After saying the Infractions Committee's decisions had been upheld, Phillips said, "This case is very much about institutional cooperation. But for the unequivocal cooperation of The University, it was very clear that the death penalty most probably would have been imposed in this particular case. It is to the credit of The University and athletics administration that they actively sought out the facts of the allegations and thereby saved The University most probably the ultimate penalty.
"The University was very diligent and vigorous in this appeal, and the result today is not what they would desire. Nevertheless, the Infractions Appeals Committee found the Committee on Infractions very deliberate in how they mitigated The University's unequivocal cooperation against heavier penalties, which, again, most likely would have included the death penalty."
Regarding the "secret witness" and the NCAA not following its own rules, Phillips said, "In this particular case the confidential witness...was made available to The University who had the opportunity to interview the witness and determine the credibility of the witness.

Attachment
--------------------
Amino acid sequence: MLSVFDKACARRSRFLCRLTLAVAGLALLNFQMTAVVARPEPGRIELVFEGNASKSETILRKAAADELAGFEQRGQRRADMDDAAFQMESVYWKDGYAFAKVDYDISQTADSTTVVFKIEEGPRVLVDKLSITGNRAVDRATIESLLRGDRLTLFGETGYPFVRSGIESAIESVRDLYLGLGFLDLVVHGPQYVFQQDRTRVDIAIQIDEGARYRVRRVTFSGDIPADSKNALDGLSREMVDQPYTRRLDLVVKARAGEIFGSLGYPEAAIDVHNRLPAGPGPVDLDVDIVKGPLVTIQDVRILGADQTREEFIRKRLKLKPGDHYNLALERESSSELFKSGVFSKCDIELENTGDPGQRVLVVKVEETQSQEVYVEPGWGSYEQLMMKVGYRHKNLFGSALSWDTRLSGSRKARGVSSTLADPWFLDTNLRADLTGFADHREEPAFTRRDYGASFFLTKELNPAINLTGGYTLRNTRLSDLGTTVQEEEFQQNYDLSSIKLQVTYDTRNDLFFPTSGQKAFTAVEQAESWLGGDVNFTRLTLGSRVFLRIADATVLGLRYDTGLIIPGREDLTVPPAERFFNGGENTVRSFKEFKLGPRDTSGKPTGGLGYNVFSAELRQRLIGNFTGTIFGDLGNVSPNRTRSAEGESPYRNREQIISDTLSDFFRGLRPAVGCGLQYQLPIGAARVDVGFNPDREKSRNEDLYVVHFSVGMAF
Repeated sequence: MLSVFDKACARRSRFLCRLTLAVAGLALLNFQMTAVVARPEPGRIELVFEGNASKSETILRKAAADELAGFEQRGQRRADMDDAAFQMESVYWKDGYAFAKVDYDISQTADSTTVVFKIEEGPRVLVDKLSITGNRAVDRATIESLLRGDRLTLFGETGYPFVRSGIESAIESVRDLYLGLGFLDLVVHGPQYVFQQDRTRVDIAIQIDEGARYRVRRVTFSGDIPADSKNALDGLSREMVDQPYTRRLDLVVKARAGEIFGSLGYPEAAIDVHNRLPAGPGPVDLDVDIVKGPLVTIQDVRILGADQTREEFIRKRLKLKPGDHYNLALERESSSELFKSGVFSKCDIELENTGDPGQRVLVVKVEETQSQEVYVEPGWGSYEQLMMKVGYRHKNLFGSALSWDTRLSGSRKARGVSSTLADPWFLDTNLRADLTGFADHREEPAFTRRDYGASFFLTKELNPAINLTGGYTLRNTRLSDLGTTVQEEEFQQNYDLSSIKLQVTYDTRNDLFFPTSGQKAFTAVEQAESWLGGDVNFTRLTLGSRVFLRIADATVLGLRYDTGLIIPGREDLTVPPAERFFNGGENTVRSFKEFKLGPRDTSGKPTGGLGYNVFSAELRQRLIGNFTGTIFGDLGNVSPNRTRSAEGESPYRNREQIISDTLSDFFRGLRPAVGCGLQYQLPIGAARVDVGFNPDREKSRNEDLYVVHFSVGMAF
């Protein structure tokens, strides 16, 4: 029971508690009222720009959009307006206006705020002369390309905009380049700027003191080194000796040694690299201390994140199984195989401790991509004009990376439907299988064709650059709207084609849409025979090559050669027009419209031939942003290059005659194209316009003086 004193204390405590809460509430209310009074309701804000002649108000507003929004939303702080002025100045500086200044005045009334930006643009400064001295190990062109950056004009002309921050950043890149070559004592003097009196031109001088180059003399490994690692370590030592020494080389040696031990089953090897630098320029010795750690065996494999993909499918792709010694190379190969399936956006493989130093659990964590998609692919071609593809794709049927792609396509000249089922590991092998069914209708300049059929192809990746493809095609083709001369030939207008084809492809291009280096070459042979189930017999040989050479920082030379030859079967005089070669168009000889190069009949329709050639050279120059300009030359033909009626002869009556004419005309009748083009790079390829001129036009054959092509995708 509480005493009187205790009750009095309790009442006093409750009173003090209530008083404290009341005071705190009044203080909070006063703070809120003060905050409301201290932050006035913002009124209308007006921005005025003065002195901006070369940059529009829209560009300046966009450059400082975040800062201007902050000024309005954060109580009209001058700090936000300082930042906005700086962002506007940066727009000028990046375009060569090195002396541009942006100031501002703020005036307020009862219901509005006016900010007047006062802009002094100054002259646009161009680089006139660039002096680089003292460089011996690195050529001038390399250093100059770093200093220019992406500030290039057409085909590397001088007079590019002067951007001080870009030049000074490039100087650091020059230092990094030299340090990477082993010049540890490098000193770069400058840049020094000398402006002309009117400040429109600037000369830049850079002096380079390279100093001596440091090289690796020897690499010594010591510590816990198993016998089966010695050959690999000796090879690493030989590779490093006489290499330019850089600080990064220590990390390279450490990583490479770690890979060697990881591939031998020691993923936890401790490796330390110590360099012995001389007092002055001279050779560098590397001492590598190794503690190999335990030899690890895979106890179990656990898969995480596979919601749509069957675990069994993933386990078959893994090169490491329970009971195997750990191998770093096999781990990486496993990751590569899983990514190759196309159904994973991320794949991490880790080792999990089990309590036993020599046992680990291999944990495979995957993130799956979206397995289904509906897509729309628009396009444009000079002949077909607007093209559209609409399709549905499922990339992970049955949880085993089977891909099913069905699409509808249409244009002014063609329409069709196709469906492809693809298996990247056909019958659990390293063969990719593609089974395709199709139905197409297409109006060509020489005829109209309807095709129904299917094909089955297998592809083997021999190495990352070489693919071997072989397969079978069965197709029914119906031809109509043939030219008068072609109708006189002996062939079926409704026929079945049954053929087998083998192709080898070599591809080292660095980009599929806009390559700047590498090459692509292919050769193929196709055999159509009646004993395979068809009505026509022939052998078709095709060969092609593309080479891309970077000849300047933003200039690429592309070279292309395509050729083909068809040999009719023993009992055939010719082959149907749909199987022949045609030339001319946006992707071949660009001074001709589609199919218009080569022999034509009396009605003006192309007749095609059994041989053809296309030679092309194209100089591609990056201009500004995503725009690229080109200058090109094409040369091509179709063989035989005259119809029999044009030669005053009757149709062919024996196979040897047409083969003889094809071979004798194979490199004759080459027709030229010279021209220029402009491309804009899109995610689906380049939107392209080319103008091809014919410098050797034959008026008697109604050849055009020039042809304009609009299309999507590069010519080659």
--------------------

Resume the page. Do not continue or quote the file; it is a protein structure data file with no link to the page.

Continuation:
"But," he added, "there was ample evidence beyond what this witness provided that supported the findings. So if you take the witness out of the picture, there is still evidence of what the Infractions Committee found."
Regarding the praise of The University's diligence by the Infractions Committee, Phillips said every case is different. "The University has shown it is very diligent, but in this case it is a repeat violator. If you distinguish this case against the one other case where this case was applied, you will see where The University's strong compliance" mitigated against the death penalty.
Phillips said, "There is a pattern of abuse by boosters that has to be dealt with. But they dealt with it in such a way they balanced with what The University has done (in compliance) since 1995."